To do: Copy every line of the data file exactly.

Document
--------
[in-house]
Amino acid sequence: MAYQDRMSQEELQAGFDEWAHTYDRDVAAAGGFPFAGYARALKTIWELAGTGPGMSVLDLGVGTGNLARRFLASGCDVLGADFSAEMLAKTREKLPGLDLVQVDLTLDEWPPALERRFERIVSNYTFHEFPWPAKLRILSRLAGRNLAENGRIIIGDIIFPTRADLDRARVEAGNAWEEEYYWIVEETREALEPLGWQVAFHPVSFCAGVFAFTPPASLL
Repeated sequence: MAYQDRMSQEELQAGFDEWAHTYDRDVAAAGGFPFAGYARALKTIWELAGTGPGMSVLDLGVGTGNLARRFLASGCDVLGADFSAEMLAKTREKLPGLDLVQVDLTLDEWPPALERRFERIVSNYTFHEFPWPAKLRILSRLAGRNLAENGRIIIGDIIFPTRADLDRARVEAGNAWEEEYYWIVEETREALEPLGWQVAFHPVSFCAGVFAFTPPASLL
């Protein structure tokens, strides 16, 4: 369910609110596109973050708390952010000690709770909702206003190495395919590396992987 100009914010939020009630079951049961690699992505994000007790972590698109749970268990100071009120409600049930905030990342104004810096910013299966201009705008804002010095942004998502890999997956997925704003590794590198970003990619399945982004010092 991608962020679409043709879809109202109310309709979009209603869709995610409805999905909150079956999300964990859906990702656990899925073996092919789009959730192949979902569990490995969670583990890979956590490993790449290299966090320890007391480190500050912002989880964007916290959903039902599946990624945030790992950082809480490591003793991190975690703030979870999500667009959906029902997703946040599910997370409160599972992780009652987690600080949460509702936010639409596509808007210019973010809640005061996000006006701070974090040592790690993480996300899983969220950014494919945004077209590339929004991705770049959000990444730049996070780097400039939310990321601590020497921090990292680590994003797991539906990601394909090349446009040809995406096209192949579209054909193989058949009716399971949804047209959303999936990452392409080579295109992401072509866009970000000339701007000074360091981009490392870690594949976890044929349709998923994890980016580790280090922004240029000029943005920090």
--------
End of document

[in-house]
Amino acid sequence: MAYQDRMSQEELQAGFDEWAHTYDRDVAAAGGFPFAGYARALKTIWELAGTGPGMSVLDLGVGTGNLARRFLASGCDVLGADFSAEMLAKTREKLPGLDLVQVDLTLDEWPPALERRFERIVSNYTFHEFPWPAKLRILSRLAGRNLAENGRIIIGDIIFPTRADLDRARVEAGNAWEEEYYWIVEETREALEPLGWQVAFHPVSFCAGVFAFTPPASLL
Repeated sequence: MAYQDRMSQEELQAGFDEWAHTYDRDVAAAGGFPFAGYARALKTIWELAGTGPGMSVLDLGVGTGNLARRFLASGCDVLGADFSAEMLAKTREKLPGLDLVQVDLTLDEWPPALERRFERIVSNYTFHEFPWPAKLRILSRLAGRNLAENGRIIIGDIIFPTRADLDRARVEAGNAWEEEYYWIVEETREALEPLGWQVAFHPVSFCAGVFAFTPPASLL
């Protein structure tokens, strides 16, 4: 369910609110596109973050708390952010000690709770909702206003190495395919590396992987 100009914010939020009630079951049961690699992505994000007790972590698109749970268990100071009120409600049930905030990342104004810096910013299966201009705008804002010095942004998502890999997956997925704003590794590198970003990619399945982004010092 991608962020679409043709879809109202109310309709979009209603869709995610409805999905909150079956999300964990859906990702656990899925073996092919789009959730192949979902569990490995969670583990890979956590490993790449290299966090320890007391480190500050912002989880964007916290959903039902599946990624945030790992950082809480490591003793991190975690703030979870999500667009959906029902997703946040599910997370409160599972992780009652987690600080949460509702936010639409596509808007210019973010809640005061996000006006701070974090040592790690993480996300899983969220950014494919945004077209590339929004991705770049959000990444730049996070780097400039939310990321601590020497921090990292680590994003797991539906990601394909090349446009040809995406096209192949579209054909193989058949009716399971949804047209959303999936990452392409080579295109992401072509866009970000000339701007000074360091981009490392870690594949976890044929349709998923994890980016580790280090922004240029000029943005920090």